|Centuries:||3rd century – 4th century – 5th century|
|Decades:||330s 340s 350s – 360s – 370s 380s 390s|
|Years:||362 363 364 – 365 – 366 367 368|
|365 by topic|
|State leaders – Sovereign states|
|Birth and death categories|
|Births – Deaths|
|Establishment and disestablishment categories|
|Establishments – Disestablishments|
|Ab urbe condita||1118|
|Chinese calendar||甲子年 (Wood Rat)
3061 or 3001
— to —
乙丑年 (Wood Ox)
3062 or 3002
|- Vikram Samvat||421–422|
|- Shaka Samvat||287–288|
|- Kali Yuga||3466–3467|
|Iranian calendar||257 BP – 256 BP|
|Islamic calendar||265 BH – 264 BH|
|Minguo calendar||1547 before ROC
|Seleucid era||676/677 AG|
|Thai solar calendar||907–908|
|Wikimedia Commons has media related to 365.|
Year 365 (CCCLXV) was a common year starting on Saturday (link will display the full calendar) of the Julian calendar. At the time, it was known as the Year of the Consulship of Augustus and Valens (or, less frequently, year 1118 Ab urbe condita). The denomination 365 for this year has been used since the early medieval period, when the Anno Domini calendar era became the prevalent method in Europe for naming years.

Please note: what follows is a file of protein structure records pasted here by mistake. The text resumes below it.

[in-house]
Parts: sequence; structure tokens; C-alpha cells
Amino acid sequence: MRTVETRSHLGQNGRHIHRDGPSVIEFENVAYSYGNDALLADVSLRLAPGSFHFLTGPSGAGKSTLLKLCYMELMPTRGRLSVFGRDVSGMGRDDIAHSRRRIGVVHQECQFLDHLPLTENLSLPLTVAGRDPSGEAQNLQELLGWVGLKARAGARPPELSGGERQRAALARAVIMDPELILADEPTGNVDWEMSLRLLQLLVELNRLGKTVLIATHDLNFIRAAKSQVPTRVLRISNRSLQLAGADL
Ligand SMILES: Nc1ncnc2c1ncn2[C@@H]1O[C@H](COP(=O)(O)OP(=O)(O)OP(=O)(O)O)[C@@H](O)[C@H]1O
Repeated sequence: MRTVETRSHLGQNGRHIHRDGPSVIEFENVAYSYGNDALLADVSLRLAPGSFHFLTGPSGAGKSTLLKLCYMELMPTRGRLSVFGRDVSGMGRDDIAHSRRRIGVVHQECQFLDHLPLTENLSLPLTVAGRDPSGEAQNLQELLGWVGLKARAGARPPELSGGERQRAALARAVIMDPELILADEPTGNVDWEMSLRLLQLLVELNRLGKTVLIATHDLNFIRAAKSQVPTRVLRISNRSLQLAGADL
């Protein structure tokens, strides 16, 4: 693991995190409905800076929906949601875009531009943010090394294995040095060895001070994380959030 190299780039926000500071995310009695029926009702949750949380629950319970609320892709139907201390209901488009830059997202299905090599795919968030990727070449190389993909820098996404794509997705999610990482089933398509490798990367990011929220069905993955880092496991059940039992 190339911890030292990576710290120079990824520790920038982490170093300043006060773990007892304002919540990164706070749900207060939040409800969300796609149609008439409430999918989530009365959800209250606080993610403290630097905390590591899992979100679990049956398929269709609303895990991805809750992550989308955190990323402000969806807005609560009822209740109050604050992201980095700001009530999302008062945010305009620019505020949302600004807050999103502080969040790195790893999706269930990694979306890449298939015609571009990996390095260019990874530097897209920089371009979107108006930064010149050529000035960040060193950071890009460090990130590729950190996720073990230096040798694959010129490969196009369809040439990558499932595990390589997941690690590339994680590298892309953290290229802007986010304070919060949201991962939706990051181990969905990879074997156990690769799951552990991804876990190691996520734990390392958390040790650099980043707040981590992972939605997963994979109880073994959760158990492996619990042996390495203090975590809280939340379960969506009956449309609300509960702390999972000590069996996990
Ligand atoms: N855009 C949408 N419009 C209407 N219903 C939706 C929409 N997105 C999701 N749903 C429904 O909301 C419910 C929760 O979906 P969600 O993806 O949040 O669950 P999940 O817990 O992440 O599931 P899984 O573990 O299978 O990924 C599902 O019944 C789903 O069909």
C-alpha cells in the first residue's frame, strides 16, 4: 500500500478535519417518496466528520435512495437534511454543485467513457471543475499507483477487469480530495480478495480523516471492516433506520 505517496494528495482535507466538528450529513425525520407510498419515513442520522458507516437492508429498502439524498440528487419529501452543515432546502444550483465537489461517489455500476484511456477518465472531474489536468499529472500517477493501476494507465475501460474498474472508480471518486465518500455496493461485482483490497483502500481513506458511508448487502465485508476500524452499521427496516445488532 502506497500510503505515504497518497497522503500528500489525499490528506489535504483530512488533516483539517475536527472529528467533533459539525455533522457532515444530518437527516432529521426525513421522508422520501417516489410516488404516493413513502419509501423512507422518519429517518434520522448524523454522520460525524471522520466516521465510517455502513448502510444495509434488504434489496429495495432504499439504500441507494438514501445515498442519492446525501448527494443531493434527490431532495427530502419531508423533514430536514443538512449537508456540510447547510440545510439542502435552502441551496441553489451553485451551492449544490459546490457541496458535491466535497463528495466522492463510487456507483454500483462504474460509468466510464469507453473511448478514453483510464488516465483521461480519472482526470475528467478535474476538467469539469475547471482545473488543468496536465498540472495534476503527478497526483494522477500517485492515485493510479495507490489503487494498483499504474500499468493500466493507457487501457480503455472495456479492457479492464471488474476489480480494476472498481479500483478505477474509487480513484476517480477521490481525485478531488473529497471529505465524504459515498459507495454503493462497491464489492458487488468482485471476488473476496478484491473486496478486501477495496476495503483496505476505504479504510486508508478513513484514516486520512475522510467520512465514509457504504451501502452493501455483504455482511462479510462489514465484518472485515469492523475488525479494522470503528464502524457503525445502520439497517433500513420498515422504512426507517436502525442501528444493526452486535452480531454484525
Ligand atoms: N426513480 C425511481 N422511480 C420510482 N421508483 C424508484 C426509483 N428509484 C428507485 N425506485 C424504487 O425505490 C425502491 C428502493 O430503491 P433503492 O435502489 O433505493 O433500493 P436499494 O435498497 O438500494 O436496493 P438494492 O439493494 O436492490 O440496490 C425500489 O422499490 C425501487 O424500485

- January – The Alamanni cross the Rhine and invade Gaul. Emperor Valentinian I moves to Paris to command the army and defend the Gallic cities.
- July 21 – An earthquake and tsunami devastates Crete and Alexandria and affects Italy, Greece, and Palestine.
- September 28 – Procopius revolts and bribes two legions passing by Constantinople. He proclaims himself Emperor, and takes control of Thrace and Bithynia.
- March 30 – Sixteen Kingdoms: Jin Feidi, age 23, succeeds his brother Jin Aidi as emperor of the Eastern Jin Dynasty. He has no actual power, governmental matters are largely in the hands of his granduncle Sima Yu.
- Basil of Caesarea becomes presbyter of Caesarea.
- Emperor Valens orders the expulsion of the Alexandrian bishop Athanasius from his see, but instead of going into exile Athanasius, now about 67, moves to the outskirts of Alexandria.
- Antipope Felix II dies after a 9-year reign, ending the double occupancy of the papacy.
- Julius Agricola, Roman consul and praetorian prefect
- Kou Qianzhi, Chinese high official and Daoist (d. 448)
- Tao Qian, Chinese poet of the Eastern Jin Dynasty (d. 427)
- Tufa Rutan, prince of the Xianbei state Southern Liang (d. 415)
- Charietto, German headhunter
- November 22 – Felix, antipope
- Hillel II, Jewish religious leader
- March 30 – Jin Aidi, emperor of the Eastern Jin Dynasty (b. 341)
- Wang Muzhi, empress and wife of Jin Aidi